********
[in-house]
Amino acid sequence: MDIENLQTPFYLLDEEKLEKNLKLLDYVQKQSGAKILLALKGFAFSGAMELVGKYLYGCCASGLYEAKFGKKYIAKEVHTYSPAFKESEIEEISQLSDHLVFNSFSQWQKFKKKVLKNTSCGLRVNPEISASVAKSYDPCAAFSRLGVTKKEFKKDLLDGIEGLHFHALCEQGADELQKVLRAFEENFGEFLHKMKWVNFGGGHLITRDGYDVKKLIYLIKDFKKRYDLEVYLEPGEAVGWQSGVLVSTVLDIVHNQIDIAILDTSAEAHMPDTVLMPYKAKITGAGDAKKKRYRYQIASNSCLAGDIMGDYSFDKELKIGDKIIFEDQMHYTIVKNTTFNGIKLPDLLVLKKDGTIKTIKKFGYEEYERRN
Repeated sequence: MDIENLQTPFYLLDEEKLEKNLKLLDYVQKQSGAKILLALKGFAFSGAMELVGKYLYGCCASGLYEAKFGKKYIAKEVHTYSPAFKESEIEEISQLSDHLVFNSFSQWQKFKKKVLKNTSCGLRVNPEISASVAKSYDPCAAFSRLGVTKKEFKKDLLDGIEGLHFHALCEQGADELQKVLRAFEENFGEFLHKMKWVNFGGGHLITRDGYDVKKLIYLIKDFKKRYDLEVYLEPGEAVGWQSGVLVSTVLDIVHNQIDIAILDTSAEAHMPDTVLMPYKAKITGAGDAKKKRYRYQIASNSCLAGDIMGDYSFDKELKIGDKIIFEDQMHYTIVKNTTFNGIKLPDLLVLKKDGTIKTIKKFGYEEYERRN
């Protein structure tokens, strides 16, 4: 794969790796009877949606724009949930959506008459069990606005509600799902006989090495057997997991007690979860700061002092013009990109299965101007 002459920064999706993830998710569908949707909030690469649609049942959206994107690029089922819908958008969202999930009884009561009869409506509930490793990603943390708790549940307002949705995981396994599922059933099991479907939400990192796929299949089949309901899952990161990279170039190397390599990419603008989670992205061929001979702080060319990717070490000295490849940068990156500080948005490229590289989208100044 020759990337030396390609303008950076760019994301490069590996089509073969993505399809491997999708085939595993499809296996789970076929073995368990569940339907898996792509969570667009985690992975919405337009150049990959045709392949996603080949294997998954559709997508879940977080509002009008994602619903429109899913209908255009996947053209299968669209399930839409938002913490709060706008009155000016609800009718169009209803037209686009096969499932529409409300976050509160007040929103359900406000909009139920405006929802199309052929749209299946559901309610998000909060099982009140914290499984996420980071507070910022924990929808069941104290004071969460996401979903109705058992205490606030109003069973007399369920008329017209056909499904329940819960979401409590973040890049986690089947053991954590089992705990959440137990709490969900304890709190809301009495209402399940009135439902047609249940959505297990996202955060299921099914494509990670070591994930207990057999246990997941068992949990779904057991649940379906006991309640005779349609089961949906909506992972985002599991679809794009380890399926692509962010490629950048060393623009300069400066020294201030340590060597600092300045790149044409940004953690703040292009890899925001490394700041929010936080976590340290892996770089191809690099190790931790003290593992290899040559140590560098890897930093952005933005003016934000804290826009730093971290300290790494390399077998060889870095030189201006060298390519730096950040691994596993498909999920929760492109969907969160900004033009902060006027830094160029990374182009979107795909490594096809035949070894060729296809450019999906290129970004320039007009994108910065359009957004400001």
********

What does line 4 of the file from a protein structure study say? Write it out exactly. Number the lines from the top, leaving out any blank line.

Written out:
């Protein structure tokens, strides 16, 4: 794969790796009877949606724009949930959506008459069990606005509600799902006989090495057997997991007690979860700061002092013009990109299965101007 002459920064999706993830998710569908949707909030690469649609049942959206994107690029089922819908958008969202999930009884009561009869409506509930490793990603943390708790549940307002949705995981396994599922059933099991479907939400990192796929299949089949309901899952990161990279170039190397390599990419603008989670992205061929001979702080060319990717070490000295490849940068990156500080948005490229590289989208100044 020759990337030396390609303008950076760019994301490069590996089509073969993505399809491997999708085939595993499809296996789970076929073995368990569940339907898996792509969570667009985690992975919405337009150049990959045709392949996603080949294997998954559709997508879940977080509002009008994602619903429109899913209908255009996947053209299968669209399930839409938002913490709060706008009155000016609800009718169009209803037209686009096969499932529409409300976050509160007040929103359900406000909009139920405006929802199309052929749209299946559901309610998000909060099982009140914290499984996420980071507070910022924990929808069941104290004071969460996401979903109705058992205490606030109003069973007399369920008329017209056909499904329940819960979401409590973040890049986690089947053991954590089992705990959440137990709490969900304890709190809301009495209402399940009135439902047609249940959505297990996202955060299921099914494509990670070591994930207990057999246990997941068992949990779904057991649940379906006991309640005779349609089961949906909506992972985002599991679809794009380890399926692509962010490629950048060393623009300069400066020294201030340590060597600092300045790149044409940004953690703040292009890899925001490394700041929010936080976590340290892996770089191809690099190790931790003290593992290899040559140590560098890897930093952005933005003016934000804290826009730093971290300290790494390399077998060889870095030189201006060298390519730096950040691994596993498909999920929760492109969907969160900004033009902060006027830094160029990374182009979107795909490594096809035949070894060729296809450019999906290129970004320039007009994108910065359009957004400001």